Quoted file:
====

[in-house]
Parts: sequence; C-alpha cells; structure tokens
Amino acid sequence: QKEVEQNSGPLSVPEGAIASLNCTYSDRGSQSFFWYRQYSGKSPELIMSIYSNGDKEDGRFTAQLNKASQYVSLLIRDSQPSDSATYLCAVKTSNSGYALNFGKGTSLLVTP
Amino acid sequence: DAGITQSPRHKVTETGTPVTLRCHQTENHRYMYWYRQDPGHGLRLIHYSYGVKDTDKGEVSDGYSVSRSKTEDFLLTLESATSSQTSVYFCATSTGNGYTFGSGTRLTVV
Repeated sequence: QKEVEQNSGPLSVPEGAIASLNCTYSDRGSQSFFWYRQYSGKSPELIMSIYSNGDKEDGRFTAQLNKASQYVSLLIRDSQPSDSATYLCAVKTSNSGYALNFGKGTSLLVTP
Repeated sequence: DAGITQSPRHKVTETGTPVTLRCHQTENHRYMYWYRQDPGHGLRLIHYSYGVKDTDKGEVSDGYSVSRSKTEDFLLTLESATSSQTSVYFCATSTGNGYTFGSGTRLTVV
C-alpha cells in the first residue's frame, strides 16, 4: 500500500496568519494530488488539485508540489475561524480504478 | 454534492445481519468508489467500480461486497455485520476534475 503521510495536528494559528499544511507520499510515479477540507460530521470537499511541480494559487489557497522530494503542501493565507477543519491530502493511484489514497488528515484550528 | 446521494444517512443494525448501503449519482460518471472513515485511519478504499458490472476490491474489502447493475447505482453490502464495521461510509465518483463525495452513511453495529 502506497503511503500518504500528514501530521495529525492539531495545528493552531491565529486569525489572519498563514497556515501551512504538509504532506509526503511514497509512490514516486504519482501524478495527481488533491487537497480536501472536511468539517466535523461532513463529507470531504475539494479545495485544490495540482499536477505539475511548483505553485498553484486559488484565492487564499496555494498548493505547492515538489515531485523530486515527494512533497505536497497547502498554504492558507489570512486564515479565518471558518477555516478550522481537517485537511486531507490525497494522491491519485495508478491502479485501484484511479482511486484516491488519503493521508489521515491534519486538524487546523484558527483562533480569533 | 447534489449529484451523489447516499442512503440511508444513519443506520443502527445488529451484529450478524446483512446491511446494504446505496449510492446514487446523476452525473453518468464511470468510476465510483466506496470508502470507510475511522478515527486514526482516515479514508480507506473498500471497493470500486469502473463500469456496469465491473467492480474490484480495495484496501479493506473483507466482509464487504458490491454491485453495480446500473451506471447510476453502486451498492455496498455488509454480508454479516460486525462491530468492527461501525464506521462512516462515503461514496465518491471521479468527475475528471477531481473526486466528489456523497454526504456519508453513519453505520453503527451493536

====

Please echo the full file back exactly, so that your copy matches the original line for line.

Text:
[in-house]
Parts: sequence; C-alpha cells; structure tokens
Amino acid sequence: QKEVEQNSGPLSVPEGAIASLNCTYSDRGSQSFFWYRQYSGKSPELIMSIYSNGDKEDGRFTAQLNKASQYVSLLIRDSQPSDSATYLCAVKTSNSGYALNFGKGTSLLVTP
Amino acid sequence: DAGITQSPRHKVTETGTPVTLRCHQTENHRYMYWYRQDPGHGLRLIHYSYGVKDTDKGEVSDGYSVSRSKTEDFLLTLESATSSQTSVYFCATSTGNGYTFGSGTRLTVV
Repeated sequence: QKEVEQNSGPLSVPEGAIASLNCTYSDRGSQSFFWYRQYSGKSPELIMSIYSNGDKEDGRFTAQLNKASQYVSLLIRDSQPSDSATYLCAVKTSNSGYALNFGKGTSLLVTP
Repeated sequence: DAGITQSPRHKVTETGTPVTLRCHQTENHRYMYWYRQDPGHGLRLIHYSYGVKDTDKGEVSDGYSVSRSKTEDFLLTLESATSSQTSVYFCATSTGNGYTFGSGTRLTVV
C-alpha cells in the first residue's frame, strides 16, 4: 500500500496568519494530488488539485508540489475561524480504478 | 454534492445481519468508489467500480461486497455485520476534475 503521510495536528494559528499544511507520499510515479477540507460530521470537499511541480494559487489557497522530494503542501493565507477543519491530502493511484489514497488528515484550528 | 446521494444517512443494525448501503449519482460518471472513515485511519478504499458490472476490491474489502447493475447505482453490502464495521461510509465518483463525495452513511453495529 502506497503511503500518504500528514501530521495529525492539531495545528493552531491565529486569525489572519498563514497556515501551512504538509504532506509526503511514497509512490514516486504519482501524478495527481488533491487537497480536501472536511468539517466535523461532513463529507470531504475539494479545495485544490495540482499536477505539475511548483505553485498553484486559488484565492487564499496555494498548493505547492515538489515531485523530486515527494512533497505536497497547502498554504492558507489570512486564515479565518471558518477555516478550522481537517485537511486531507490525497494522491491519485495508478491502479485501484484511479482511486484516491488519503493521508489521515491534519486538524487546523484558527483562533480569533 | 447534489449529484451523489447516499442512503440511508444513519443506520443502527445488529451484529450478524446483512446491511446494504446505496449510492446514487446523476452525473453518468464511470468510476465510483466506496470508502470507510475511522478515527486514526482516515479514508480507506473498500471497493470500486469502473463500469456496469465491473467492480474490484480495495484496501479493506473483507466482509464487504458490491454491485453495480446500473451506471447510476453502486451498492455496498455488509454480508454479516460486525462491530468492527461501525464506521462512516462515503461514496465518491471521479468527475475528471477531481473526486466528489456523497454526504456519508453513519453505520453503527451493536